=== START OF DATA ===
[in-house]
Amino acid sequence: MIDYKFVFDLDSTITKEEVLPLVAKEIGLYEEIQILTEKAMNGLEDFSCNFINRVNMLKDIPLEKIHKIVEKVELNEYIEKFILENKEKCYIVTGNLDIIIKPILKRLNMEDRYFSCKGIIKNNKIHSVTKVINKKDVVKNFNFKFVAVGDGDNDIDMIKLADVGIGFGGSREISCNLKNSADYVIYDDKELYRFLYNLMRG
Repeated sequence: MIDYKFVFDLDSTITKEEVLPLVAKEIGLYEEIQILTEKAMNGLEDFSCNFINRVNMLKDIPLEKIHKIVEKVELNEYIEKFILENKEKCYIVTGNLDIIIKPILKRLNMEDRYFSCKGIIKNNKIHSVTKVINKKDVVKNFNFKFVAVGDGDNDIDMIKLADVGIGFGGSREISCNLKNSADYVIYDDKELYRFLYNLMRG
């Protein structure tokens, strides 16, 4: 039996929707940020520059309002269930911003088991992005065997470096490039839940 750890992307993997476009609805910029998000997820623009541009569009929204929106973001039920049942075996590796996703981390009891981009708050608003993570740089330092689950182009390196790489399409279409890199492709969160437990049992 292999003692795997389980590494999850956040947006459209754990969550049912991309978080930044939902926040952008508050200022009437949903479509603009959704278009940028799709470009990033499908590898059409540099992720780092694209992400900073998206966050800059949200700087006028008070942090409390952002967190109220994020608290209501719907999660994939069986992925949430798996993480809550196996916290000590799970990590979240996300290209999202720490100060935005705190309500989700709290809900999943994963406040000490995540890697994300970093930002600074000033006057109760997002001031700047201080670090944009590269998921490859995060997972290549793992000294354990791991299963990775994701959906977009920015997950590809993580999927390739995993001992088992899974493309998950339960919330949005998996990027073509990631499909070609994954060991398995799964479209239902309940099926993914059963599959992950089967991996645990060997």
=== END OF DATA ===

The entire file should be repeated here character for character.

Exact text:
[in-house]
Amino acid sequence: MIDYKFVFDLDSTITKEEVLPLVAKEIGLYEEIQILTEKAMNGLEDFSCNFINRVNMLKDIPLEKIHKIVEKVELNEYIEKFILENKEKCYIVTGNLDIIIKPILKRLNMEDRYFSCKGIIKNNKIHSVTKVINKKDVVKNFNFKFVAVGDGDNDIDMIKLADVGIGFGGSREISCNLKNSADYVIYDDKELYRFLYNLMRG
Repeated sequence: MIDYKFVFDLDSTITKEEVLPLVAKEIGLYEEIQILTEKAMNGLEDFSCNFINRVNMLKDIPLEKIHKIVEKVELNEYIEKFILENKEKCYIVTGNLDIIIKPILKRLNMEDRYFSCKGIIKNNKIHSVTKVINKKDVVKNFNFKFVAVGDGDNDIDMIKLADVGIGFGGSREISCNLKNSADYVIYDDKELYRFLYNLMRG
């Protein structure tokens, strides 16, 4: 039996929707940020520059309002269930911003088991992005065997470096490039839940 750890992307993997476009609805910029998000997820623009541009569009929204929106973001039920049942075996590796996703981390009891981009708050608003993570740089330092689950182009390196790489399409279409890199492709969160437990049992 292999003692795997389980590494999850956040947006459209754990969550049912991309978080930044939902926040952008508050200022009437949903479509603009959704278009940028799709470009990033499908590898059409540099992720780092694209992400900073998206966050800059949200700087006028008070942090409390952002967190109220994020608290209501719907999660994939069986992925949430798996993480809550196996916290000590799970990590979240996300290209999202720490100060935005705190309500989700709290809900999943994963406040000490995540890697994300970093930002600074000033006057109760997002001031700047201080670090944009590269998921490859995060997972290549793992000294354990791991299963990775994701959906977009920015997950590809993580999927390739995993001992088992899974493309998950339960919330949005998996990027073509990631499909070609994954060991398995799964479209239902309940099926993914059963599959992950089967991996645990060997």